Tracing the source of noise in a water-pump system

Q We'd like to reduce the noise level on a submersible water-pump system. The tank is in the cellar some 60 feet from the well and connected by plastic pipe. The well driller and a pump representative both claim the hum and vibration are normal. Corrections by a builder have not reduced the noise. Any ideas? Otto Schulze Cutchogue, N.Y.

A. The well driller, the pump company representative, and the builder have already given their opinions or made mechanical modifications. A fourth opinion from here -- more than 2,000 miles away -- may not be pertinent, but here goes:

To trace the source of the noise, disconnect the pump from the water-pipe system. Then pump through an open discharge. If the vibration and noise are audible, then the problem may be at the pump -- bearings, loose connections, etc.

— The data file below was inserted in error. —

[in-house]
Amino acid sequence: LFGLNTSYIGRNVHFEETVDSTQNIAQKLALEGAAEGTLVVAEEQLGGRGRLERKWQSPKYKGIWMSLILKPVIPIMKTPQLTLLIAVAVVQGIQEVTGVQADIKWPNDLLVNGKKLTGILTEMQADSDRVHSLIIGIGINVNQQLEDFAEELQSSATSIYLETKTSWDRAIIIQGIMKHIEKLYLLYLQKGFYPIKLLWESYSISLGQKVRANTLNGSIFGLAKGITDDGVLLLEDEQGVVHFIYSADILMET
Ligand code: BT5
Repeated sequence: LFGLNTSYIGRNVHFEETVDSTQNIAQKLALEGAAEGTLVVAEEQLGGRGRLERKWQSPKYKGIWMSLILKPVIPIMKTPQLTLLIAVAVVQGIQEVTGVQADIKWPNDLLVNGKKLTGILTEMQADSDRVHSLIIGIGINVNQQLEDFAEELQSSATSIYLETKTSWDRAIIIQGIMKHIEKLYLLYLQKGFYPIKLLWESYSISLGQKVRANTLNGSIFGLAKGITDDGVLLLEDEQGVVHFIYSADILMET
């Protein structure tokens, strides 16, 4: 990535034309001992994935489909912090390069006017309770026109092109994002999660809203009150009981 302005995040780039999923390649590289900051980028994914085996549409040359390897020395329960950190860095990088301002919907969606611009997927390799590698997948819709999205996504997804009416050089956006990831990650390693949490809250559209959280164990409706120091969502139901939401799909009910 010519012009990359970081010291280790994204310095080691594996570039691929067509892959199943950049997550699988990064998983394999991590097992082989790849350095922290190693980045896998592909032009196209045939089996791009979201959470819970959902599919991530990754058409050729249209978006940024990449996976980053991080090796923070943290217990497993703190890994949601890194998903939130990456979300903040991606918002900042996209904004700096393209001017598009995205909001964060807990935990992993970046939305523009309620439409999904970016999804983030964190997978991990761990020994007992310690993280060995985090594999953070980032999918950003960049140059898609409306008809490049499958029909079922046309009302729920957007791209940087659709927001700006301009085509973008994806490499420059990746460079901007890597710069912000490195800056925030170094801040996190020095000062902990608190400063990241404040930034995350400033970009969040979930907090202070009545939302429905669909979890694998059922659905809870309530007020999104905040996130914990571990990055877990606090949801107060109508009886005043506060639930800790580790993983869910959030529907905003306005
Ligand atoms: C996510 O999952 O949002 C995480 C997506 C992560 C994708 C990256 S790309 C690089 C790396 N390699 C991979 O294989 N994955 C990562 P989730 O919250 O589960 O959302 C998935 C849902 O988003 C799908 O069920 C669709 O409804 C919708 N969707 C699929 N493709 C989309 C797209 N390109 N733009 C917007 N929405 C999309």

If there is no noise or hum during the open discharge of water, then the noise could be in the plumbing. Moving the pressure tank from the cellar to the well may isolate the noise from the house by virtue of distance.

The winter weather in New York State will require an enclosure or other means at the well to prevent freezing.

If the water appears aerated when the pump first goes on, consider a hydraulic tank to bleed off the air.

Before accepting any previous opinions as final, or moving the tank to the well, consult a mechanical engineer who is experienced in this type of private water system. He may agree with all or one of us.

I hope he can quickly spot the trouble and correct it.

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